Other circumstances that may prevent an interpreter from providing an unbiased interpretation are also considered which may include any conflict of interests between the interviewee and the interpreter. This is bound to affect the ability of the interpreter to provide an accurate, unbiased interpretation. For such an unbiased interpretation, it is required that both the interviewee’s and the interpreter must disclose any relationship, preconceived notion. This is expected for an objective interpretation during the interview. No person who has either a conflict of interest or a strong personal interest in the interviewee obtaining the immigration benefit is deemed fit for the role of an interpreter during the interview. This includes family members, friends of the interviewee or anyone with financial ties to the interviewee.
When a qualified interpreter is available, family members are not preferred as interpreters. When such relationships or circumstances are disclosed, the officer at USCIS uses his or her discretion to conclude if the disclosed information regarding the relationship or circumstances will affect the interpreters’ ability to make an unbiased true and accurate interpretation of the interview. If the officer concludes that the interpreter can provide an impartial and unbiased interpretation, the interpreter can be accepted and provided for the interview.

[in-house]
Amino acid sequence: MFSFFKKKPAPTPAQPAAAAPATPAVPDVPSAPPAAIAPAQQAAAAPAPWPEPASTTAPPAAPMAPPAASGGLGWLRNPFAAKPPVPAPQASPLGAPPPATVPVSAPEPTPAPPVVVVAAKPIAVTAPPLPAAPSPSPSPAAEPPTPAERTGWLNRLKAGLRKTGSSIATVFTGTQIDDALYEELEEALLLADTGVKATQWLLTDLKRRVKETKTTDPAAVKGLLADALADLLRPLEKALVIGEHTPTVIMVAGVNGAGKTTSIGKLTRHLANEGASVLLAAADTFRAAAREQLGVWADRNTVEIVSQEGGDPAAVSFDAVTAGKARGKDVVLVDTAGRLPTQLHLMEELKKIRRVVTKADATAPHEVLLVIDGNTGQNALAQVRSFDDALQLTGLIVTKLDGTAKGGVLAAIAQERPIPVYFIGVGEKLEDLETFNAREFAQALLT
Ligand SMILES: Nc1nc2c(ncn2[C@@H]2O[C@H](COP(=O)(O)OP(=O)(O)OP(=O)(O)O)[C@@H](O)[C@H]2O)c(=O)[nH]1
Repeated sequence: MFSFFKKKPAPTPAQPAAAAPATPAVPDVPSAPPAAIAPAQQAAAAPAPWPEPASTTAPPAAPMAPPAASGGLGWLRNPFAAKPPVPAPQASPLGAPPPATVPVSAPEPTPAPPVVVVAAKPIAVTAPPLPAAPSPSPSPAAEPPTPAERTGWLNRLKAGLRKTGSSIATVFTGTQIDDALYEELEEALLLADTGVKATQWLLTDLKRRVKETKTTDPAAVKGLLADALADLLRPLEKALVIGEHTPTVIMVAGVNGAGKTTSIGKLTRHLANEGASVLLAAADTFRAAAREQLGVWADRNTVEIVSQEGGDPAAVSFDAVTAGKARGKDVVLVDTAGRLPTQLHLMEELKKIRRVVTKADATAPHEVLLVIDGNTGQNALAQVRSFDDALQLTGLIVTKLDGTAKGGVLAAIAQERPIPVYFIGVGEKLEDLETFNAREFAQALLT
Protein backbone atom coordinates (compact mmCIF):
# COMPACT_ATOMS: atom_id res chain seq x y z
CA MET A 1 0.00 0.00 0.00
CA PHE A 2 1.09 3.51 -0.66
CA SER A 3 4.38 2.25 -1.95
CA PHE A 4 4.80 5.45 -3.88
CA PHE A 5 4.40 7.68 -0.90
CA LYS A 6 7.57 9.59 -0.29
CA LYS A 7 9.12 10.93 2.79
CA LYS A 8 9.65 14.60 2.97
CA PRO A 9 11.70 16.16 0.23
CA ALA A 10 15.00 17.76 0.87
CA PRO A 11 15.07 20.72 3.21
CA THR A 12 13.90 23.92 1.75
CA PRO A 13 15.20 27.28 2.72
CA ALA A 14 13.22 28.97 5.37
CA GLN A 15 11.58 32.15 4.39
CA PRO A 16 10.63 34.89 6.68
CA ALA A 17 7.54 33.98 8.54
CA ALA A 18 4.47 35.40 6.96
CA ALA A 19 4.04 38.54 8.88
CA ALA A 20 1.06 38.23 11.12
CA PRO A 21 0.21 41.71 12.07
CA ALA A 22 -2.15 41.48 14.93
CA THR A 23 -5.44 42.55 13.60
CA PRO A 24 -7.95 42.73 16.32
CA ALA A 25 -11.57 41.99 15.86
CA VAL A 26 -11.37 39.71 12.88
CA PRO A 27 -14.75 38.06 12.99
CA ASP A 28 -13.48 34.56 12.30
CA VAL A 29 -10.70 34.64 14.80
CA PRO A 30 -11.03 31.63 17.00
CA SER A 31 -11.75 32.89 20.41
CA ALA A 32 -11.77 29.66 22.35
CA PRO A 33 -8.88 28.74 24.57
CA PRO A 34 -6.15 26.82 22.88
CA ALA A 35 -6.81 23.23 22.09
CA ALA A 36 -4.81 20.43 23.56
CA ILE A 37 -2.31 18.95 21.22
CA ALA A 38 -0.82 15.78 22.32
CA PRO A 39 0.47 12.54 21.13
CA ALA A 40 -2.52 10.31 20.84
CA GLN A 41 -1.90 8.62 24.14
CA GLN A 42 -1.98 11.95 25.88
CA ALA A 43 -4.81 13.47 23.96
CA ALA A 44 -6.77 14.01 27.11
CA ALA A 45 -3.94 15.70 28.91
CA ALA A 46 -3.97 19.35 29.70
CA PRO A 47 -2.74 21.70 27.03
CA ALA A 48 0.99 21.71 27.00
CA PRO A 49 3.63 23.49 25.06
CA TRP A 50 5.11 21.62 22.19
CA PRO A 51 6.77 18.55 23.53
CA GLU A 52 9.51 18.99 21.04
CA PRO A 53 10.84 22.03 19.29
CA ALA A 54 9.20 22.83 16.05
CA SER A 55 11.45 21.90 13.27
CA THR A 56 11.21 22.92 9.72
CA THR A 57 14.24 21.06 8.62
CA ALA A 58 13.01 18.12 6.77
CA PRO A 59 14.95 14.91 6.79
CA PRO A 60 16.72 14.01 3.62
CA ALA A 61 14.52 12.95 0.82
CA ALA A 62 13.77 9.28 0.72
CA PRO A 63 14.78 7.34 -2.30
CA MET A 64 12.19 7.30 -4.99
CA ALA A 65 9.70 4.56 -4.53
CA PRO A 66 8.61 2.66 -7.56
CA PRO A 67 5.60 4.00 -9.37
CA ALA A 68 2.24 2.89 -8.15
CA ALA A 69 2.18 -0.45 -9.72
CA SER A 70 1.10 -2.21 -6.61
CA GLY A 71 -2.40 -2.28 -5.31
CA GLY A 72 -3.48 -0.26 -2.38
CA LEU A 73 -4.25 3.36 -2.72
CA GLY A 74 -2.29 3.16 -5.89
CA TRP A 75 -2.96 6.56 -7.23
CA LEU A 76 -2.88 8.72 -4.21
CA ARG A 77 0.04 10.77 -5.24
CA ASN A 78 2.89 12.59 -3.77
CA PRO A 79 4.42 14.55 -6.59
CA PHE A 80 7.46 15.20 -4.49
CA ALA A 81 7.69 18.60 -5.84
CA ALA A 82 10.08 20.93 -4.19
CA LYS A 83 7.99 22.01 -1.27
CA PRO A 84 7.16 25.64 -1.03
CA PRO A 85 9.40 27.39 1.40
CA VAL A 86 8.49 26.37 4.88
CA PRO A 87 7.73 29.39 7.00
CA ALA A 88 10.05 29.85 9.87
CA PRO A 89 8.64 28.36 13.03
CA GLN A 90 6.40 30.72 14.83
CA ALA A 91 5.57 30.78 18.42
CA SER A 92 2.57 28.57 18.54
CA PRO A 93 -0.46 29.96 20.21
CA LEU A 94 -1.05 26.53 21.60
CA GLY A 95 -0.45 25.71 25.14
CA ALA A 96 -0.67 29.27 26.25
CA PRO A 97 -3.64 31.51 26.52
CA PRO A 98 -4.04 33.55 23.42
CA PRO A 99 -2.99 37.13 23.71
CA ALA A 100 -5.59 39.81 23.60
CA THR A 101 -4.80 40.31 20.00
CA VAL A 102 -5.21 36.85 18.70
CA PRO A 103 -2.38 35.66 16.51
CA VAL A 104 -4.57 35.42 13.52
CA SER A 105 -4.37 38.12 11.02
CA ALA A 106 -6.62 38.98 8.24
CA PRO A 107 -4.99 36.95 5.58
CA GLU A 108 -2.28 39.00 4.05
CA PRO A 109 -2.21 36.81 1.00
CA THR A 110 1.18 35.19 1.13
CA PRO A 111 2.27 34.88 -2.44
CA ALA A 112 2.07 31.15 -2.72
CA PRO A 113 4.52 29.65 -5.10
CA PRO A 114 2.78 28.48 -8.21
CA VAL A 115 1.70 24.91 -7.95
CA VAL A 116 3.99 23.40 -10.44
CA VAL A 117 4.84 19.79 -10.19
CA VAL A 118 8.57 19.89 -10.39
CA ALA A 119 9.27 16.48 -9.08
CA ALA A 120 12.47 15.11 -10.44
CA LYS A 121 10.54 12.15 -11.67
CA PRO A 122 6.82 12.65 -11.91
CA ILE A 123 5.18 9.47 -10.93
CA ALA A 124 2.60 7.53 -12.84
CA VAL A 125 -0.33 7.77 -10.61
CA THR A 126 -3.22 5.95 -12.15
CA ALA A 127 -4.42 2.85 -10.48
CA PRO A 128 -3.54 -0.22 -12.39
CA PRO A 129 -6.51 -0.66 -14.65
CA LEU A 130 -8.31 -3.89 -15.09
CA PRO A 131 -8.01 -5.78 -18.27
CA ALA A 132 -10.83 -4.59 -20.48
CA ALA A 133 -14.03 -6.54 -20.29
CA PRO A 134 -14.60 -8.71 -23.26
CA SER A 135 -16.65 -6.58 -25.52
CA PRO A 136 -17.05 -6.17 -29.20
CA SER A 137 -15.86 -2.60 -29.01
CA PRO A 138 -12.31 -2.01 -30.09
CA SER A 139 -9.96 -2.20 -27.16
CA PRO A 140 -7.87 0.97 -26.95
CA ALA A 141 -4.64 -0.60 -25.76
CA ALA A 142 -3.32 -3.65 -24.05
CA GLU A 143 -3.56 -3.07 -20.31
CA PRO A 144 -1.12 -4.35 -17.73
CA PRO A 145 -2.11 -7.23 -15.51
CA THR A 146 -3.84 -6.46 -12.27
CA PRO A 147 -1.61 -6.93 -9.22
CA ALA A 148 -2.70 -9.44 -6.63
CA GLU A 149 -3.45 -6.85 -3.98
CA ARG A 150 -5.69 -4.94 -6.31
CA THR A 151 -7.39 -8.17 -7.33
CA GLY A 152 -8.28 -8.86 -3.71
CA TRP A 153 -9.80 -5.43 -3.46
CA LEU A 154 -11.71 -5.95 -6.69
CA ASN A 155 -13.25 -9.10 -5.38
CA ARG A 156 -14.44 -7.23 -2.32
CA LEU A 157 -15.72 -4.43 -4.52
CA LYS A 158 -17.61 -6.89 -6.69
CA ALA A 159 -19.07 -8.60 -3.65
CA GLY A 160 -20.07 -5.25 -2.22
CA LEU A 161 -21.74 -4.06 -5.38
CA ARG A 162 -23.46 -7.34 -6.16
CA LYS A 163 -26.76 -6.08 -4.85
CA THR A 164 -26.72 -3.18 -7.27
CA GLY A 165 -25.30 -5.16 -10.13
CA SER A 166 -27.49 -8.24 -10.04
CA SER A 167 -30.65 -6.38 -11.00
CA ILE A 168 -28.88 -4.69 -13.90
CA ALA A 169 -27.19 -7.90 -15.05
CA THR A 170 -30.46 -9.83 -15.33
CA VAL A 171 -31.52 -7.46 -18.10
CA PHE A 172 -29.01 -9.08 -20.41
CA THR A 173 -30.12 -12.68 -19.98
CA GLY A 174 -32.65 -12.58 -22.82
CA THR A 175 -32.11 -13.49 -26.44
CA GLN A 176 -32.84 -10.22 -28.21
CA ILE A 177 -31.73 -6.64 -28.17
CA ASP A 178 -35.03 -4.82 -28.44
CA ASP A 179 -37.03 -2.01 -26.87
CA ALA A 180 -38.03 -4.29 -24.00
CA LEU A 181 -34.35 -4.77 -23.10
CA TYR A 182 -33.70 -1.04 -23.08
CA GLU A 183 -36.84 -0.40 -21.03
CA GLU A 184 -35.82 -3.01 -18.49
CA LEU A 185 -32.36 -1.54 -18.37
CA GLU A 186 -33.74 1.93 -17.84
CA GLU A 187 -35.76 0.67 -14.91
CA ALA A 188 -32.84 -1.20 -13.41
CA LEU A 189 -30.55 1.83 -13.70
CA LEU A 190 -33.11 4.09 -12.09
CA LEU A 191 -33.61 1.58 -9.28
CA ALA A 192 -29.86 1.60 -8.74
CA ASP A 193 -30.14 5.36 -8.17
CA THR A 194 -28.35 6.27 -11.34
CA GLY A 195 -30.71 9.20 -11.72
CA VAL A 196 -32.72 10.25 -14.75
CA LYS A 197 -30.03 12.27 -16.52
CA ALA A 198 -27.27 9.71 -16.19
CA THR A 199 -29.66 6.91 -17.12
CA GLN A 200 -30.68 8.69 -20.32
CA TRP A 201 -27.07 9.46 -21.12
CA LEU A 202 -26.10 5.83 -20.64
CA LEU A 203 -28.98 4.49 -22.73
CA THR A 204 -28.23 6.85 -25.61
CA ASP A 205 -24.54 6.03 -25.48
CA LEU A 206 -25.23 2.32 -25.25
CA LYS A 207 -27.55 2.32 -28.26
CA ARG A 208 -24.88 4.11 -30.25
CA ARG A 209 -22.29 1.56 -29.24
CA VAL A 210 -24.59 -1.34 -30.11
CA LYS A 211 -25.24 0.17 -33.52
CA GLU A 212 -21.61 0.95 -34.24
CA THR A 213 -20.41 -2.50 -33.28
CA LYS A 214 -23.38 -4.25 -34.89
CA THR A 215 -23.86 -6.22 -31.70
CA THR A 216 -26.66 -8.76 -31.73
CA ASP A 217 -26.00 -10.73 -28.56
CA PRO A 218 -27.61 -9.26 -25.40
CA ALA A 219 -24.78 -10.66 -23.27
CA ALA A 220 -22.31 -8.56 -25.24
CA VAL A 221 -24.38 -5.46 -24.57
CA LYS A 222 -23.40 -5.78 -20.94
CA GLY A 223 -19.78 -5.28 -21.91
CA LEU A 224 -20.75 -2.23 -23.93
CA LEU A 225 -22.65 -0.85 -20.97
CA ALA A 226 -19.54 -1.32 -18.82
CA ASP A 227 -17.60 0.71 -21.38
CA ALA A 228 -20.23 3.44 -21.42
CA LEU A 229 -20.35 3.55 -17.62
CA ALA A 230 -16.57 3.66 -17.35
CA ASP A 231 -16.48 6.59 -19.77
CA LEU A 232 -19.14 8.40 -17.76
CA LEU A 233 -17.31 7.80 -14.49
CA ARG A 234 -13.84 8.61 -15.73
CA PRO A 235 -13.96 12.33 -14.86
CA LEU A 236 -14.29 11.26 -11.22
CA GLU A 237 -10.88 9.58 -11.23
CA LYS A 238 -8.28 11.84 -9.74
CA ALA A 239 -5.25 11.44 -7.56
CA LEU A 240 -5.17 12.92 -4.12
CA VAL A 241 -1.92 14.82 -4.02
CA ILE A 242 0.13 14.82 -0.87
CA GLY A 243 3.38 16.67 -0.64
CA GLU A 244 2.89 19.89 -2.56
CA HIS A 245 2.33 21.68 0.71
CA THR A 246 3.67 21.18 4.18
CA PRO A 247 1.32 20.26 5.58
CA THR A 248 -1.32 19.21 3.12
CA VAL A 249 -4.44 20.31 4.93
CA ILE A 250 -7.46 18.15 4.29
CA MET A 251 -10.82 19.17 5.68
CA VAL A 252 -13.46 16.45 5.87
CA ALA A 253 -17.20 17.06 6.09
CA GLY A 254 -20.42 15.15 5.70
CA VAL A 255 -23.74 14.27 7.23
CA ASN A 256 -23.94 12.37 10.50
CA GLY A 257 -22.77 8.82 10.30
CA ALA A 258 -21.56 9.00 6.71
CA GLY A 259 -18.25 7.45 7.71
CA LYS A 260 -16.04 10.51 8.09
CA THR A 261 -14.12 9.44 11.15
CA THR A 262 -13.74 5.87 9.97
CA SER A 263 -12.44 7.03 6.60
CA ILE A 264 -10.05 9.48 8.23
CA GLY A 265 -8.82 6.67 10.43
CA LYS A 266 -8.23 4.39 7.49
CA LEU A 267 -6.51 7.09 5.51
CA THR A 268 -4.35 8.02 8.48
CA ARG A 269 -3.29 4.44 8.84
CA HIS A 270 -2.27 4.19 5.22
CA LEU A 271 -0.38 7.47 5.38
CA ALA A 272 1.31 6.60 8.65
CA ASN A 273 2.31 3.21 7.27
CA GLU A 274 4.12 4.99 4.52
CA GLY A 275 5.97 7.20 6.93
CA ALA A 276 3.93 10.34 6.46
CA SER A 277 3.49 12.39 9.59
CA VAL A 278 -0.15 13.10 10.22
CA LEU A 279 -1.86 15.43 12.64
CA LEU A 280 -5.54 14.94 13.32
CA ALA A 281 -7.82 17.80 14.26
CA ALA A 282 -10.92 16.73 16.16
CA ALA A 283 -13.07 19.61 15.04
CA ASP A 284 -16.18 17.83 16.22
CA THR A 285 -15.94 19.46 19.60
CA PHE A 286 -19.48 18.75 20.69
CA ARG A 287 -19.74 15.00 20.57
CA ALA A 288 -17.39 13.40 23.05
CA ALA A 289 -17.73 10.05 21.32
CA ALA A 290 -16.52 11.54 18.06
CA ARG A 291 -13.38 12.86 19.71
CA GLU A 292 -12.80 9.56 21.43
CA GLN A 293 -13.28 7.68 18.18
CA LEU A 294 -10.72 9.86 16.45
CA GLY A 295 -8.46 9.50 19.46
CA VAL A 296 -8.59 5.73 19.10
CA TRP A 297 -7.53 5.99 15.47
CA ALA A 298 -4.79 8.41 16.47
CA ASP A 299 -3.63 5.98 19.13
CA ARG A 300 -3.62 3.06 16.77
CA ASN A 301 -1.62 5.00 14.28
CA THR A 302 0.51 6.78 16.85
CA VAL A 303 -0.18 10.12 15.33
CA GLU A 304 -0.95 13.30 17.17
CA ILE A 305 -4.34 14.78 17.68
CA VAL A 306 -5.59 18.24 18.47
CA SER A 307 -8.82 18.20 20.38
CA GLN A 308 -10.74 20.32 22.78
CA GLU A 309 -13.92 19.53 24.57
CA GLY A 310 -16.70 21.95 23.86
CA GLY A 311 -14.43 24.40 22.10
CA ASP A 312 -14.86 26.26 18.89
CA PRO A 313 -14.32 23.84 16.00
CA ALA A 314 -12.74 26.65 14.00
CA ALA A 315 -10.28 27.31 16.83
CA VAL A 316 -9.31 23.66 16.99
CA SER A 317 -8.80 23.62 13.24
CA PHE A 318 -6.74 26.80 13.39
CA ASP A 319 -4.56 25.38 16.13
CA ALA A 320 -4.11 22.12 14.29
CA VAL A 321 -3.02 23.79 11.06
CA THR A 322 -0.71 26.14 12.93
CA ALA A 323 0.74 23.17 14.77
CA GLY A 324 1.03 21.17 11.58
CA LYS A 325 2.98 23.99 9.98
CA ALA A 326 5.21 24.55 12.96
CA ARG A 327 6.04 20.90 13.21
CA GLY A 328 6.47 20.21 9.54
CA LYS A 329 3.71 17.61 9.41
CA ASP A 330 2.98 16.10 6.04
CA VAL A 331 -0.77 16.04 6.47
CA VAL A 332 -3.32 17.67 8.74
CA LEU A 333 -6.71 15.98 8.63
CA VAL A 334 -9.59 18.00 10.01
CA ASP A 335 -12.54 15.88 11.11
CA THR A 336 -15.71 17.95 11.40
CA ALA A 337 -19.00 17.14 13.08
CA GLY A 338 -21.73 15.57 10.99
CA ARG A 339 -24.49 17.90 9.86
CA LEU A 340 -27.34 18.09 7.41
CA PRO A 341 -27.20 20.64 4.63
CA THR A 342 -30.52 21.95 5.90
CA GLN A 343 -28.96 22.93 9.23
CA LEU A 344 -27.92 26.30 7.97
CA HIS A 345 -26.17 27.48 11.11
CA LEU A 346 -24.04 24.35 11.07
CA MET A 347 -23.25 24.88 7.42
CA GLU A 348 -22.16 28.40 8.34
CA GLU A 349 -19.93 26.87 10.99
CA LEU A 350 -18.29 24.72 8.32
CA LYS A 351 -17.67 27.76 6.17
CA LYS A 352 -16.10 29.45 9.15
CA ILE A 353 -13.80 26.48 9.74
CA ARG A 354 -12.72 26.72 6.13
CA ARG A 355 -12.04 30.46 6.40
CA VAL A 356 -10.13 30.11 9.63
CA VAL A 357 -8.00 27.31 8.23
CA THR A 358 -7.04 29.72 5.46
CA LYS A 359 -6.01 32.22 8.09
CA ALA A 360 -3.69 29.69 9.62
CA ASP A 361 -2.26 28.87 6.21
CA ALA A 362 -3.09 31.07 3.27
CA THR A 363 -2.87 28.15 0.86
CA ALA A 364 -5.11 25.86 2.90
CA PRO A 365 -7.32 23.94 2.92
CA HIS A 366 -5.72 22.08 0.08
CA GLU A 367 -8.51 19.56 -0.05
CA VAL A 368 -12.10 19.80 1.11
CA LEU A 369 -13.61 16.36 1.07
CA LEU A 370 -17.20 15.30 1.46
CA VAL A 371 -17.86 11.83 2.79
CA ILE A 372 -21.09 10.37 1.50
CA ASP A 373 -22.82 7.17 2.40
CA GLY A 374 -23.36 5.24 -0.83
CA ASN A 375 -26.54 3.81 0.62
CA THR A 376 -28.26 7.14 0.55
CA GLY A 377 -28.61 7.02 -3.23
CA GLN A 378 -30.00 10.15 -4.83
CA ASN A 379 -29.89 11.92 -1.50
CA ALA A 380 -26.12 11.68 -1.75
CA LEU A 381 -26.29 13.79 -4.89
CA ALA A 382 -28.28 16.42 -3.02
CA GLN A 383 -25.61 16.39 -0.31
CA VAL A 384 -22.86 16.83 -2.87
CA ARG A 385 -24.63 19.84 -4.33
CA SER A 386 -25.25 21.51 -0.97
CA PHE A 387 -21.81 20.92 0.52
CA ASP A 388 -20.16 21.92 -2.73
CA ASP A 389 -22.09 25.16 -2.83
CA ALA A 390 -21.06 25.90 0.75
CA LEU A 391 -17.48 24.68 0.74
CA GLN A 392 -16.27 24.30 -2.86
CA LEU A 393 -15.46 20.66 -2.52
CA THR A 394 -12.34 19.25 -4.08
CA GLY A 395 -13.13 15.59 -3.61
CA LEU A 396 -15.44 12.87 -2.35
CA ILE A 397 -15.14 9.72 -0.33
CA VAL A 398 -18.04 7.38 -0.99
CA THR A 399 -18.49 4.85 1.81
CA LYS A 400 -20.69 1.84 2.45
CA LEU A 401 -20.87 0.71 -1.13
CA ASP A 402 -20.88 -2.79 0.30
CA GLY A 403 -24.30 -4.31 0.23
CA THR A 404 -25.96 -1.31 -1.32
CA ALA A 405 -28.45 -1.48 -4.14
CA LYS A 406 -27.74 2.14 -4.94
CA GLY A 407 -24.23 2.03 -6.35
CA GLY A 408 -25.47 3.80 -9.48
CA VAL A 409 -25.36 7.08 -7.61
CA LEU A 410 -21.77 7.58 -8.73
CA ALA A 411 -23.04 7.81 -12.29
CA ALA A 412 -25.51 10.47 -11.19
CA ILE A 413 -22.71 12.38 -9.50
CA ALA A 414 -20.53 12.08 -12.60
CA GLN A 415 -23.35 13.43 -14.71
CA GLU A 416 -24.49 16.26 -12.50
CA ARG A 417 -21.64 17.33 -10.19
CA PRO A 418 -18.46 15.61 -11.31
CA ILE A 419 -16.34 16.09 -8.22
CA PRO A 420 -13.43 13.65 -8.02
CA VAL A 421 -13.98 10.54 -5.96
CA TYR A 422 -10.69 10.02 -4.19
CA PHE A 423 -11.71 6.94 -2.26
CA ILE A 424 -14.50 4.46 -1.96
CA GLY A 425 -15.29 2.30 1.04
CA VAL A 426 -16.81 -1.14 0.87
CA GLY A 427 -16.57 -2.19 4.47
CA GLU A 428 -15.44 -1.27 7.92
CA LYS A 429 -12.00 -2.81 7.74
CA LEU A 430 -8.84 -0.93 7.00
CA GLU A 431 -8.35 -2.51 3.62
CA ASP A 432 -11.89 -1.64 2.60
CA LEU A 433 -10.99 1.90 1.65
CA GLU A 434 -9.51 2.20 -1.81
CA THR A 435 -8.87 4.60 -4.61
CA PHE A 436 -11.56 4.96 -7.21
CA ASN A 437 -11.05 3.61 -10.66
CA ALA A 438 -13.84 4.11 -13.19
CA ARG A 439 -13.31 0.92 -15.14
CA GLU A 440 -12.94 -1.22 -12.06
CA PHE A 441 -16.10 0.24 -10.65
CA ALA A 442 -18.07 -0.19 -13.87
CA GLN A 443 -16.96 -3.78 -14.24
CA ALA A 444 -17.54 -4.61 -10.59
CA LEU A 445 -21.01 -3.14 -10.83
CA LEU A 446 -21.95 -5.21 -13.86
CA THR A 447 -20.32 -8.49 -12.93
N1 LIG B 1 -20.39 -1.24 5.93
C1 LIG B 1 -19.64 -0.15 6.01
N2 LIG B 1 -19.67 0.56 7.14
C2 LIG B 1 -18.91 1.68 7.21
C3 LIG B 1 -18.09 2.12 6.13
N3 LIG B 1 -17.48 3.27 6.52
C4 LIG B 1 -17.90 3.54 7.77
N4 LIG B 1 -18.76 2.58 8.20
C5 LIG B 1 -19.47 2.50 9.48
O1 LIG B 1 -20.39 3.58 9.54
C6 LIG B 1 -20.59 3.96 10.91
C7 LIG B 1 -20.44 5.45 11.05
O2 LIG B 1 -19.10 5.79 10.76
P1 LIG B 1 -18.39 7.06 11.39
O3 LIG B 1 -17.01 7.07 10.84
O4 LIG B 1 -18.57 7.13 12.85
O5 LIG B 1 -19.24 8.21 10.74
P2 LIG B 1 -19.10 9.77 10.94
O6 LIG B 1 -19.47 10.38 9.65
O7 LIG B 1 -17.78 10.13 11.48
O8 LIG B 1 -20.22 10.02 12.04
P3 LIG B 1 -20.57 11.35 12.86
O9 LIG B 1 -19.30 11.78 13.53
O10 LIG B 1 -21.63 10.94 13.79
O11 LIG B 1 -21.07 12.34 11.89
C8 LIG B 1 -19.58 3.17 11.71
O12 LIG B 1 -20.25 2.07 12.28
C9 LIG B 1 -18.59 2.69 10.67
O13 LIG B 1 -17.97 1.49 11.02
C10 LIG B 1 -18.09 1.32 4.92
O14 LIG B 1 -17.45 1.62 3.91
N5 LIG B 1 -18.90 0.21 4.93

Under some circumstances, the spouse or child of the interviewee, who can obtain an immigration benefit if the interviewee’s petition is granted, also may be the proposed interpreter. In this circumstance, the officer at USCIS must make a vigilant decision as to, if the derivative, being the spouse or the child, can perform an unbiased and impartial interpretation of the interview. This vigilance must be maintained by the officer throughout the interview, in order to determine if the derivative meets the unbiased interpretation requirement and also to determine if the interpreter is violating the Interpreter’s Declaration.
However, the officers at USCIS cannot disqualify a derivative beneficiary on a predetermined basis. No derivative can be disqualified from acting as an interpreter, just because he or she is a derivative beneficiary.